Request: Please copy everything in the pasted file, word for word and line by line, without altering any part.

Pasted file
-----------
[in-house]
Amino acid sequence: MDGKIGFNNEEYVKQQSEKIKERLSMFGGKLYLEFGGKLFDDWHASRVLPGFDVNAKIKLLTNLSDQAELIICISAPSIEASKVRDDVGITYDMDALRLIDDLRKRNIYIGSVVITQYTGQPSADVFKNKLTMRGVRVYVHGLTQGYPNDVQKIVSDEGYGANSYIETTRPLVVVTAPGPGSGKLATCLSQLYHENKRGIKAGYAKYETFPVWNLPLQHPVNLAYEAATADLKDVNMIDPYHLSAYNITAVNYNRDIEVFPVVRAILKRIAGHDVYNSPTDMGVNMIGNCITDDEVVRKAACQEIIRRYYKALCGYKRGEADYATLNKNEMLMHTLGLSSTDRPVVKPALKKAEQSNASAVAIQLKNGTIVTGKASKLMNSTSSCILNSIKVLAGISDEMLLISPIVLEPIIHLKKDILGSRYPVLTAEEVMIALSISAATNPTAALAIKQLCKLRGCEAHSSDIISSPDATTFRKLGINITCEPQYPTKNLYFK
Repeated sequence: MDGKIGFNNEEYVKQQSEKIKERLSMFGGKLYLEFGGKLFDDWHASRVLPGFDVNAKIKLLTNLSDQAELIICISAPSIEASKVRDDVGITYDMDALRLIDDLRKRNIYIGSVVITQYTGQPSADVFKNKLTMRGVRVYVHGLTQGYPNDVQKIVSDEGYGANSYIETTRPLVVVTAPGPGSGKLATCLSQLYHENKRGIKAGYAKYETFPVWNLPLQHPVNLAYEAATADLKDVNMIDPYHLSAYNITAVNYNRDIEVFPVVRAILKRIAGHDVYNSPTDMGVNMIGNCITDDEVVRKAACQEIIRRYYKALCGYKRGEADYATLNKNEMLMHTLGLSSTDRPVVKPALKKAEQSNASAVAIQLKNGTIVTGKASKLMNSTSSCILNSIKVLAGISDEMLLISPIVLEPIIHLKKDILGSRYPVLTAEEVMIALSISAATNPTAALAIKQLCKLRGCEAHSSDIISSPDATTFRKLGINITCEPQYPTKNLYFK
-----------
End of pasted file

[in-house]
Amino acid sequence: MDGKIGFNNEEYVKQQSEKIKERLSMFGGKLYLEFGGKLFDDWHASRVLPGFDVNAKIKLLTNLSDQAELIICISAPSIEASKVRDDVGITYDMDALRLIDDLRKRNIYIGSVVITQYTGQPSADVFKNKLTMRGVRVYVHGLTQGYPNDVQKIVSDEGYGANSYIETTRPLVVVTAPGPGSGKLATCLSQLYHENKRGIKAGYAKYETFPVWNLPLQHPVNLAYEAATADLKDVNMIDPYHLSAYNITAVNYNRDIEVFPVVRAILKRIAGHDVYNSPTDMGVNMIGNCITDDEVVRKAACQEIIRRYYKALCGYKRGEADYATLNKNEMLMHTLGLSSTDRPVVKPALKKAEQSNASAVAIQLKNGTIVTGKASKLMNSTSSCILNSIKVLAGISDEMLLISPIVLEPIIHLKKDILGSRYPVLTAEEVMIALSISAATNPTAALAIKQLCKLRGCEAHSSDIISSPDATTFRKLGINITCEPQYPTKNLYFK
Repeated sequence: MDGKIGFNNEEYVKQQSEKIKERLSMFGGKLYLEFGGKLFDDWHASRVLPGFDVNAKIKLLTNLSDQAELIICISAPSIEASKVRDDVGITYDMDALRLIDDLRKRNIYIGSVVITQYTGQPSADVFKNKLTMRGVRVYVHGLTQGYPNDVQKIVSDEGYGANSYIETTRPLVVVTAPGPGSGKLATCLSQLYHENKRGIKAGYAKYETFPVWNLPLQHPVNLAYEAATADLKDVNMIDPYHLSAYNITAVNYNRDIEVFPVVRAILKRIAGHDVYNSPTDMGVNMIGNCITDDEVVRKAACQEIIRRYYKALCGYKRGEADYATLNKNEMLMHTLGLSSTDRPVVKPALKKAEQSNASAVAIQLKNGTIVTGKASKLMNSTSSCILNSIKVLAGISDEMLLISPIVLEPIIHLKKDILGSRYPVLTAEEVMIALSISAATNPTAALAIKQLCKLRGCEAHSSDIISSPDATTFRKLGINITCEPQYPTKNLYFK